“The Turkish government pretends we are doing fine”

Seda Naz Günday, 24, Ankara (Turkey)

In Turkey the authoritarian government is trying to make it look like everything is fine. We only have lockdowns on weekends. They announced this new curfew at 10 pm on Friday, April 10, just two hours before it was going to go into effect. This caused chaos: everyone panicked and rushed to supermarkets to stock up on food. 

During the week, the stay-at-home order only applies to those under the age of 20, who might be asymptomatic carriers, and over the age of 65, considered more at risk.

My family and I have however self-quarantined for over 50 days and I feel very lucky for this. We are some of the few who could afford it: as most businesses are still open, the majority of the Turkish people have no choice but to go to work or they won’t be paid.

Whenever you go out, you have to wear a surgical mask. When the government made this mandatory, it also decided to distribute masks for free, banning shops from selling them. You have to apply for them on the government website, and after you do so you will receive a text message with a code that you’ll show in the pharmacy to pick up your masks. This initiative has however been problematic for many reasons. First of all, you are only allowed to receive five masks every ten days, which is not enough as experts say you should change your mask every four or five hours, and most people work five days a week. Also, some people cannot apply through the website as they have no access to the Internet; this is especially the case in rural areas. There have also been issues with the code, as many never received it despite successfully filling out the form.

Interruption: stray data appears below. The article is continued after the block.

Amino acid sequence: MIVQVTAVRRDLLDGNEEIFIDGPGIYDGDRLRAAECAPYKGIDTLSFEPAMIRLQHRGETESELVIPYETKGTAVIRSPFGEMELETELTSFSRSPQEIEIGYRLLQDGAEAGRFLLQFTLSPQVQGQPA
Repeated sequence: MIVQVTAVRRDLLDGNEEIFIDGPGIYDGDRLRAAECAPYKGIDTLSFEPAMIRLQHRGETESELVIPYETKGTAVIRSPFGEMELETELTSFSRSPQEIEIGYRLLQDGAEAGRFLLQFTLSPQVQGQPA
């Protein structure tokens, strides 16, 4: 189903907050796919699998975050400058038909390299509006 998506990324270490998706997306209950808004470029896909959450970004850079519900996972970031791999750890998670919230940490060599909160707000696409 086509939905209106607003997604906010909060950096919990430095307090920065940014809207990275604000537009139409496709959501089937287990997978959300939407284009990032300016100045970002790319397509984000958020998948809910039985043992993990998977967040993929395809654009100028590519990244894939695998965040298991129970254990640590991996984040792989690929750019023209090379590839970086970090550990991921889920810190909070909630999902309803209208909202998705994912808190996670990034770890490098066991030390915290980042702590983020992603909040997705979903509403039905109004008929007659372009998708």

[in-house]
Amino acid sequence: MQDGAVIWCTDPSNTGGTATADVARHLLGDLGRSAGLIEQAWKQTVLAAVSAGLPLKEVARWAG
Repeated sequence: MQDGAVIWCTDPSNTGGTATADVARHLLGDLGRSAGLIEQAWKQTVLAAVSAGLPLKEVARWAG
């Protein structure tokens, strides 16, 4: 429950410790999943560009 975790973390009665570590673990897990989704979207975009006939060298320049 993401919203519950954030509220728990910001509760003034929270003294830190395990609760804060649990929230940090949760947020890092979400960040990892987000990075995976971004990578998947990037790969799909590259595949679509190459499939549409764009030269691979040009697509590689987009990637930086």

Across the country, mayors belonging to the opposition party have started services to deliver free food to those in need. They also set up accounts for donations, but both initiatives were banned by the government, which pretty much told mayors: “Don’t try to be the government.” This is nonsense — mayors are part of the government and the reason why they exist is that a president simply cannot keep track of everything.

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